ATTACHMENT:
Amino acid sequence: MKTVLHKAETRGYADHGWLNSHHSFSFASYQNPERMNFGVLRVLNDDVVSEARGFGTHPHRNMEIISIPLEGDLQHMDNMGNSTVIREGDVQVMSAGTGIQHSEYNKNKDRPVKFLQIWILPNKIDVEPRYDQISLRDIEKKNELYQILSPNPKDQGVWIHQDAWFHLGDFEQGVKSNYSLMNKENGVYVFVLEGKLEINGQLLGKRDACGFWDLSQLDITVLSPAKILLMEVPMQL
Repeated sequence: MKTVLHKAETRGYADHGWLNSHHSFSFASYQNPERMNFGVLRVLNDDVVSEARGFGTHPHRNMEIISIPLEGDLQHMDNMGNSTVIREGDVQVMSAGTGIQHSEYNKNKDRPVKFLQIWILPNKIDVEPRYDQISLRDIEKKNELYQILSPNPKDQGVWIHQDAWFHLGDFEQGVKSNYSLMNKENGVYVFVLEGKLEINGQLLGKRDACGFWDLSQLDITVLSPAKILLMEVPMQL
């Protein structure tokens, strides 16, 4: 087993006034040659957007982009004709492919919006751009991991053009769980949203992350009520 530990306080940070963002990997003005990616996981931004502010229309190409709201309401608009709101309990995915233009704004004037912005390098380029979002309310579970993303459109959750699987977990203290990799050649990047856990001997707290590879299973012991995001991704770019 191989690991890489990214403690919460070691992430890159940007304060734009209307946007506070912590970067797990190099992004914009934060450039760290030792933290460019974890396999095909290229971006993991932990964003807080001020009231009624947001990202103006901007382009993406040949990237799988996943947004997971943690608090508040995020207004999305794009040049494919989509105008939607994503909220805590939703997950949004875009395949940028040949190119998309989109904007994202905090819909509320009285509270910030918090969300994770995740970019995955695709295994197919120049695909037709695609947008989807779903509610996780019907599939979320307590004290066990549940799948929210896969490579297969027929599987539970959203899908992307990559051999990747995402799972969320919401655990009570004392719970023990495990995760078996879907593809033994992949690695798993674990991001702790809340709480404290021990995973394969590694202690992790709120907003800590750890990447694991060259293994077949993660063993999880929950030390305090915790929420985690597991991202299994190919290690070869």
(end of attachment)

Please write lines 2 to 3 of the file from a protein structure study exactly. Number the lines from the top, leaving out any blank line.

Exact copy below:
Repeated sequence: MKTVLHKAETRGYADHGWLNSHHSFSFASYQNPERMNFGVLRVLNDDVVSEARGFGTHPHRNMEIISIPLEGDLQHMDNMGNSTVIREGDVQVMSAGTGIQHSEYNKNKDRPVKFLQIWILPNKIDVEPRYDQISLRDIEKKNELYQILSPNPKDQGVWIHQDAWFHLGDFEQGVKSNYSLMNKENGVYVFVLEGKLEINGQLLGKRDACGFWDLSQLDITVLSPAKILLMEVPMQL
């Protein structure tokens, strides 16, 4: 087993006034040659957007982009004709492919919006751009991991053009769980949203992350009520 530990306080940070963002990997003005990616996981931004502010229309190409709201309401608009709101309990995915233009704004004037912005390098380029979002309310579970993303459109959750699987977990203290990799050649990047856990001997707290590879299973012991995001991704770019 191989690991890489990214403690919460070691992430890159940007304060734009209307946007506070912590970067797990190099992004914009934060450039760290030792933290460019974890396999095909290229971006993991932990964003807080001020009231009624947001990202103006901007382009993406040949990237799988996943947004997971943690608090508040995020207004999305794009040049494919989509105008939607994503909220805590939703997950949004875009395949940028040949190119998309989109904007994202905090819909509320009285509270910030918090969300994770995740970019995955695709295994197919120049695909037709695609947008989807779903509610996780019907599939979320307590004290066990549940799948929210896969490579297969027929599987539970959203899908992307990559051999990747995402799972969320919401655990009570004392719970023990495990995760078996879907593809033994992949690695798993674990991001702790809340709480404290021990995973394969590694202690992790709120907003800590750890990447694991060259293994077949993660063993999880929950030390305090915790929420985690597991991202299994190919290690070869």